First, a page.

Tuesday, July 24, 2012

Top Ten Tuesday: Ten Most Vivid Book Settings

 
Hosted by The Broke and the Bookish
John Shors' novels are going to take the first five spots on my Top Ten this week. I have never read an author who can transport me into a place as well as Shors'. He's brilliant. While reading his books I feel as if I'm literally transported to the setting and experience even the smells around me. Ok, enough with the gushing.

1. Beneath a Marble Sky by John Shors

Journey to dazzling seventeenth-century Hindustan, where the reigning emperor, consumed with grief over the tragic death of his beloved wife, commissioned the building of a grand mausoleum as a testament to the marvel of their love. This monument would soon become known as the Taj Mahal—a sight famous around the world for its beauty and the emotions it symbolizes.
Princess Jahanara, the courageous daughter of the emperor and his wife, recounts their mesmerizing tale, while sharing her own parallel story of forbidden love with the celebrated architect of the Taj Mahal. Set during a time of unimaginable wealth and power, murderous sibling rivalries, and cruel despotism, this impressive novel sweeps you away to a historical Hindustan brimming with action and intrigue in an era when, alongside the brutalities of war and oppression, architecture and the art of love and passion reached a pinnacle of perfection.
2. Beside a Burning Sea by John Shors

One moment, the World War II hospital ship Benevolence is patrolling the South Pacific on a mission of mercy—to save wounded American soldiers. The next, Benevolence is split in two by a torpedo, killing almost everyone on board. A small band of survivors, including an injured Japanese soldier and a young American nurse whom he saves from drowning, makes it to the deserted shore of a nearby island.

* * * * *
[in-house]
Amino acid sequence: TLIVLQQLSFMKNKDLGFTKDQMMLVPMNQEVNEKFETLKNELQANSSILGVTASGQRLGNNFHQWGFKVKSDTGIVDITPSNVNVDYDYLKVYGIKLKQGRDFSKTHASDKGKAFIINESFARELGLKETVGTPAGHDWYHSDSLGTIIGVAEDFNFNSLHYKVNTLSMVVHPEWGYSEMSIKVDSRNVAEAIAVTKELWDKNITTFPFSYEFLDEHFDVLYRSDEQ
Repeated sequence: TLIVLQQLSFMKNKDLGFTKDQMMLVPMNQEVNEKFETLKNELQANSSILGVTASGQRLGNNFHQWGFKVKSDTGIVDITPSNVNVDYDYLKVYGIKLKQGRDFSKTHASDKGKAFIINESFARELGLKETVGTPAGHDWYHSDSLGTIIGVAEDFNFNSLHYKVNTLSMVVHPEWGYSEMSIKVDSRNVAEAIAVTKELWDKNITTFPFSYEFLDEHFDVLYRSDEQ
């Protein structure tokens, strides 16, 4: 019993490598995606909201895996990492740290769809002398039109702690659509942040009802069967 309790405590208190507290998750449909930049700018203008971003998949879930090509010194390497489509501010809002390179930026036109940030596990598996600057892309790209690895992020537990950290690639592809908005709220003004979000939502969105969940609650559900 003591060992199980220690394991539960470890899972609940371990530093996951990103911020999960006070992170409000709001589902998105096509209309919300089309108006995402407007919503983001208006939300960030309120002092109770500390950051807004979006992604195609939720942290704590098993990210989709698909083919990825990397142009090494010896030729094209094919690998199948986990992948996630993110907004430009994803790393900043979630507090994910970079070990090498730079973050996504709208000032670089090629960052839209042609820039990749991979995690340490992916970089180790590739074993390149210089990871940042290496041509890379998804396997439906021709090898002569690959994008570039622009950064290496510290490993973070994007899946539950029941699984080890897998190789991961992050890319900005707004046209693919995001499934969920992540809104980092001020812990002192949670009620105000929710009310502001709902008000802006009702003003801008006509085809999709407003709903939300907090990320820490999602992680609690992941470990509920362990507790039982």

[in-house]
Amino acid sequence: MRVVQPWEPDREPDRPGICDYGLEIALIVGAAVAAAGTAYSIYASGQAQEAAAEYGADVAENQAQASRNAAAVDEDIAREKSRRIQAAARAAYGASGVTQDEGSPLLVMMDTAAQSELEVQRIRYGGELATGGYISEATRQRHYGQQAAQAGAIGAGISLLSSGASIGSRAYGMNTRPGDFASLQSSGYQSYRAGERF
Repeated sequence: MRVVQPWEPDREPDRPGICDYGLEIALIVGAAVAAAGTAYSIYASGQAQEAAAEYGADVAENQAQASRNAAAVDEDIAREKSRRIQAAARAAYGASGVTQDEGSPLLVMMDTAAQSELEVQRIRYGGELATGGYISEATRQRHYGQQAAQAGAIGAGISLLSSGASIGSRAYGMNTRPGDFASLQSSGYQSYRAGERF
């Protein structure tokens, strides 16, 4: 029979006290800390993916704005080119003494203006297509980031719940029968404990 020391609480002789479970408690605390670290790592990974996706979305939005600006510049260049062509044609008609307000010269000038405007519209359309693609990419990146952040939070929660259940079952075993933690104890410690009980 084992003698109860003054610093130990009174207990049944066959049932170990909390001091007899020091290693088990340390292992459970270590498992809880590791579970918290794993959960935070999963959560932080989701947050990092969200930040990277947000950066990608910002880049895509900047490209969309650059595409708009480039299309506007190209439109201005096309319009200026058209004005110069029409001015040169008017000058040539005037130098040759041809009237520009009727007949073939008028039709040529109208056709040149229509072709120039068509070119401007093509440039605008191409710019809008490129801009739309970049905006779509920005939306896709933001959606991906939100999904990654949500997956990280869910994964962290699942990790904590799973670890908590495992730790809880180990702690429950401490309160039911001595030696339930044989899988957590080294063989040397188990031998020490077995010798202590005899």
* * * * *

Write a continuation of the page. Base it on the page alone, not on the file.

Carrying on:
Akira has suffered five years of bloodshed and horror fighting for the Japanese empire. Now, surrounded by enemies he is supposed to hate, he instead finds solace in their company—and rediscovers his love of poetry. While sharing the mystery and beauty of this passion with Annie, the captivating but tormented woman he rescued, Akira grapples with the pain of his past while helping Annie uncover the promise of her future. Meanwhile, the remaining castaways endure a world not of their making—a world as barbaric as it is beautiful, as hateful as it is loving.

With the blend of epic storytelling and emotional intensity that distinguishes him as a unique talent, John Shors reveals a powerful story of redemption focusing on unlikely lovers, heroes and villains, and war-torn countries—all, in their own ways, fighting to survive.
3.  Dragon House by John Shors

Set in modern-day Vietnam, DRAGON HOUSE tells the tale of Iris and Noah-two Americans, who, as a way of healing their own painful pasts, open a center to house and educate Vietnamese street children. Irish and Noah find themselves reborn in an exotic land filled with corruption and chaos, sacrifice and beauty. Inspired by the street children she meets, Iris walks in the footsteps of her father, a man whom Vietnam both shattered and saved. Meanwhile, Noah slowly rediscovers himself through the eyes of an unexpected companion. Resounding with the powerful themes of suffering, sacrifice, friendship, and love, DRAGON HOUSE brings together East and West, war and peace; and celebrates the resilience of the human spirit.
4.  The Wishing Trees by John Shors

Almost a year after the death of his wife, Kate, former high-tech executive Ian finds a letter that will change his life. It contains Kate's final wish - a plea for him to take their ten-year-old daughter, Mattie, on a trip across Asia, through all the countries they had planned to visit to celebrate their fifteenth anniversary.

Eager to honor the wife and mother they loved, Ian and Mattie embark on an epic journey that retraces the early days of Ian's relationship with Kate. Along the way, Ian and Mattie leave paper "wishes" in ancient trees as symbols of their connection to Kate and their dreams for the future. Through incredible landscapes and inspiring people, Ian and Mattie are greeted with miracles large and small. And as they celebrate what Kate meant to them, they begin to find their way back to each other, discovering that healing is possible and that love endures - lessons that Kate hoped to show them all along...
5.  Cross Currents by John Shors